Is drawing a daily practice? You draw every day.
You know, for me drawing is the same as speaking and writing. I never understood that no one thinks the same way.
‘I do not have a studio with assistants drawing. If something is not done by me, I’m not interested. I don’t want to try on someone else’s clothes.’
How is your day structured? Andrei Tarkovsky once said that we no longer have enough rituals in our lives.
Yes, but in my life this is a question of commitment or duty – verpflichtung. I am always in a bad mood with myself, not with others. I’m never satisfied with myself. I’m always pushing myself. And normally, I do everything by myself. I do not have a studio with assistants who are drawing. If something is not done by me, I am not interested. I do not want to try on the clothes of someone else. I am not a stylist, I am not a coordinator, that bores me.
Coming back to your drawings. Are there drawings that were done for a certain purpose?
I myself do not have any drawings. I do not store them. They are sent to the companies or newspapers; I draw caricatures for the Frankfurter [Allgemeine Zeitung]. I work for the trash bin. If someone wants a drawing, I have to do it. I love the process of drawing and making, but I am not interested in keeping something I’ve done.
Is the idea of having an archive and a catalogue raisonné non-existent?
It’s all done by others. I do not want to deal with that. I need to know what I have done the day before yesterday. It automatically keeps on going on. That is my job. My job is not to dwell on my past in complacency.
That is why I thought it might be interesting not to talk about the past but to talk about the future.
I do not have a past. Ich erinnere mich daran nicht. I don’t remember.
Let’s talk about the now then.
Yes! The now is perfect, that is what I want. I am lucky to be able to do what I exactly want, under conditions that are really great. As my mother said: ‘You may have done something else better. But as you are content with what you are doing now, it doesn’t matter anymore.’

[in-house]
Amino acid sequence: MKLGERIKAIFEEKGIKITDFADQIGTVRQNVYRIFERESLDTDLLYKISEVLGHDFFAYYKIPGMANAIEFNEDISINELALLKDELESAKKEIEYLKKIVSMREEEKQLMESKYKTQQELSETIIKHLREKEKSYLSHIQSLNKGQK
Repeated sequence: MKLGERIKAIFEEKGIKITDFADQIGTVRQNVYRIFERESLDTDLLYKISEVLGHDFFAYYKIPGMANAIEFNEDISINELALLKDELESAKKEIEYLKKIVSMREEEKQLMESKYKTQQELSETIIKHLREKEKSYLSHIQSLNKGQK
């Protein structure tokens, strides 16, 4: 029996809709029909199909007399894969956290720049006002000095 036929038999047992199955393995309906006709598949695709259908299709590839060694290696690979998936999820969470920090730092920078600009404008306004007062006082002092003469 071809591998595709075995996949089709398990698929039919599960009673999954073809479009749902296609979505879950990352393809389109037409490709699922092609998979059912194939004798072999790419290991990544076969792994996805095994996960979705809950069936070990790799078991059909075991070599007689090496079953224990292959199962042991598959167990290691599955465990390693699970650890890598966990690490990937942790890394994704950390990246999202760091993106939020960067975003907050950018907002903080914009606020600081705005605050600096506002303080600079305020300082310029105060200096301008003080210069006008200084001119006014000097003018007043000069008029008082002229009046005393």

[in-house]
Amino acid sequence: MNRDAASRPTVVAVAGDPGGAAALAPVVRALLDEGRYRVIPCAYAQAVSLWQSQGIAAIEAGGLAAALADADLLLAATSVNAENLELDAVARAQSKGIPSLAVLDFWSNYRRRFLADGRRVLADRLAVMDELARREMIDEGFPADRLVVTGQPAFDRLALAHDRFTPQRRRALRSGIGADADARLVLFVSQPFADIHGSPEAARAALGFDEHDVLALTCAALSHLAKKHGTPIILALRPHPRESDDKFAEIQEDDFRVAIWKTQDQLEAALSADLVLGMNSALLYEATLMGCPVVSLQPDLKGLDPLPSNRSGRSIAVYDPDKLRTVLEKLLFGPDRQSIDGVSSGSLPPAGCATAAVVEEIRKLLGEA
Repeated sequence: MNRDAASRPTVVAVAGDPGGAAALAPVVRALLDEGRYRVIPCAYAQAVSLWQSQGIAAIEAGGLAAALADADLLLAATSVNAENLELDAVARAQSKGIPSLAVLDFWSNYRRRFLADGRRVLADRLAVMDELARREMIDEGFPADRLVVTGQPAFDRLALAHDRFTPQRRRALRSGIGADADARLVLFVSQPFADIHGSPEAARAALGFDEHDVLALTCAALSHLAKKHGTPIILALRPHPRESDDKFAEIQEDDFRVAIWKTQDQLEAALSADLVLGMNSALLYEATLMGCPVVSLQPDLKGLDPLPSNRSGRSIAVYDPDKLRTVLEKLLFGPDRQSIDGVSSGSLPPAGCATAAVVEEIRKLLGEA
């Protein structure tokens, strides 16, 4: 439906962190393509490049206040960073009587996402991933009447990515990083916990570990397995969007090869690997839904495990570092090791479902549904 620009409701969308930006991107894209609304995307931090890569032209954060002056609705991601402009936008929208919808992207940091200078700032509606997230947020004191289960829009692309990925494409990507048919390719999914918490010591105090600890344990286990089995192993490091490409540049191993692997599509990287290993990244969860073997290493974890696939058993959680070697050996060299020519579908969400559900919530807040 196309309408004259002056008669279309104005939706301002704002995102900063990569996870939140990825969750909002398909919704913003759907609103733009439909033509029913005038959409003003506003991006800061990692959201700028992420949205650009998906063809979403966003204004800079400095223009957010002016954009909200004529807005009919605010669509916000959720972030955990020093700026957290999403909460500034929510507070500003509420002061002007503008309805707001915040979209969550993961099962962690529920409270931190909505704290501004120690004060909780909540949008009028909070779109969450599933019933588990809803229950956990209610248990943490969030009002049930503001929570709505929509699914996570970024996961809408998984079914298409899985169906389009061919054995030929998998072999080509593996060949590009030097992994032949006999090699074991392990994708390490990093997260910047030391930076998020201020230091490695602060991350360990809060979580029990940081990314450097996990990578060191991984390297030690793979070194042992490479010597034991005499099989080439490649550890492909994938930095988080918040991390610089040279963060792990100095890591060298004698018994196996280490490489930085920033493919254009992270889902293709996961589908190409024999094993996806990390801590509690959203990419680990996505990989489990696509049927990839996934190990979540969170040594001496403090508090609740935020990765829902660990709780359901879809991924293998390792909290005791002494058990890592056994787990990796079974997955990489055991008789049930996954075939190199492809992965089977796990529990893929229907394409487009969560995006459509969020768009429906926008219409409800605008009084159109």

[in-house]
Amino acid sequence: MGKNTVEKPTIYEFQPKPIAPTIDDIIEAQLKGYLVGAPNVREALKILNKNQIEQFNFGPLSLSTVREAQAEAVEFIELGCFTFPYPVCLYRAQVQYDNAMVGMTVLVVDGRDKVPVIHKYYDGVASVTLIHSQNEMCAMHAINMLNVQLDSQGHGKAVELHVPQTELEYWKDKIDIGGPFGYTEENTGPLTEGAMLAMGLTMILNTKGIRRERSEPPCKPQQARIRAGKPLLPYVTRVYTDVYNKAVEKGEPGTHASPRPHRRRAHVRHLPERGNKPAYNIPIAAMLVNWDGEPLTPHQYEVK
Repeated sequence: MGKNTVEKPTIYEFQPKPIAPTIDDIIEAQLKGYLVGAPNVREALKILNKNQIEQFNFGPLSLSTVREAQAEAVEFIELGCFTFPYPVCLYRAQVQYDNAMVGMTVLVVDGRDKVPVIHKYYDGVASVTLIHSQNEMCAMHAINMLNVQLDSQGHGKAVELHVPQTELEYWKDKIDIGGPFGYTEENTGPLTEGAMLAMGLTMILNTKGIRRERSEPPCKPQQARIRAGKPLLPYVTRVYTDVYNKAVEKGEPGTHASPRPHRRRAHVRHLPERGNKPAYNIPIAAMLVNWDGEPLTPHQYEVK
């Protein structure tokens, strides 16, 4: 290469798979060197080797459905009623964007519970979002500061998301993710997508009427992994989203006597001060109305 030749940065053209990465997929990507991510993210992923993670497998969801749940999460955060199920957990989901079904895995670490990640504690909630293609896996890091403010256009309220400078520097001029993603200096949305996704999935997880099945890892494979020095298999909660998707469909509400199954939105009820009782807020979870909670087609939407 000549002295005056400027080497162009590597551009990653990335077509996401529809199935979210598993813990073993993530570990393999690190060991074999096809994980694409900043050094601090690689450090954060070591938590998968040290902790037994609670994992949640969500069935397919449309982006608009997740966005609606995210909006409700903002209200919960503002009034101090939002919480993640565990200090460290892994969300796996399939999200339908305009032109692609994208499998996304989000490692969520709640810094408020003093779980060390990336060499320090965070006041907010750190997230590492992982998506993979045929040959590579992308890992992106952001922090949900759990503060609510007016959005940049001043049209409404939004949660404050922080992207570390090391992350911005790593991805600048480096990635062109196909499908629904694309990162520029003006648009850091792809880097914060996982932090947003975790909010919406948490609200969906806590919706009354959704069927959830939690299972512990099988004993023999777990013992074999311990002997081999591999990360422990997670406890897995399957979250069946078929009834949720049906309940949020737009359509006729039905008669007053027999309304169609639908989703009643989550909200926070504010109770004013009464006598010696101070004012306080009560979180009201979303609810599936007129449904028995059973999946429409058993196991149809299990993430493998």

It is March 2014. What are you working on today? What are the different things you’re working on?
This morning at work?
This morning, I had to read all the press clippings from the runway shows, I had to answer all the phone calls, and I had to organise the next projects. The day was gone in three seconds. I actually had to do a costume for the tombola girls at the Bal de la Rose in Monte Carlo, where we wanted to do something constructivist, but I did not have any time for that. I also had to do a caricature for the Frankfurter. They’ll get it on Monday, it wasn’t possible today.
A lot of our friends from architecture are known through their unrealised projects; they are constantly publishing their unrealised projects until they get built. Do you have unrealised visions and utopias?
No, my job is much more simple. It is easier to make a collection or décor than to construct a building. I wanted to build a house with Tadao Ando, but in three different locations, we didn’t get permission to build. I still regret this. As for Zaha [Hadid], it is much harder to live in her houses. It is great what she is doing, the villa is great – the one she did just outside Moscow – but I am not so sure about living in it. Here in Paris you can only do chalets or roofs à la Mansart.
Are there other unrealised projects?
I have so much to do that all my projects are related to my work. I am not unhappy though. I don’t think of myself as an artist and I never have. I’d rather think of myself as someone who does what he needs to do, does what is expected of him, and concentrates on the world he engages in. I mean, a day has only 24 hours, there’s only so much one can do.
Last time you told me about a chocolate construction; you wanted to make architecture from chocolate.
Yes, this has now been successfully realised. In general, everything I plan is realised. But maybe that’s just because I am not very ambitious.
‘Everything was possible. Anything suggested, has been done – otherwise I would stop. I’m not fighting windmills. I’m not a Don Quixote.’
You definitely are! But there must be projects that have been too big to be realised?
No. Nein, das war immer möglich. Everything was possible. Anything that people have suggested to do, has been done – otherwise I would stop. I am not fighting windmills. I am not a Don Quixote.
[Laughs] Going back to books, have you ever had the idea to build a library?
No. I never said, ‘I want to have a huge library’. I found a lot of books, I bought them and read them. I wanted to have them. In the end, there was an enormous amount of books – about 200,000-300,000 books.
Do you have them classified?
No, not at all.
You were born in Hamburg. I was always obsessed with Aby Warburg’s library there.
Yes, me too! It’s great. The Warburg family were great people.
Did it play a role in your life?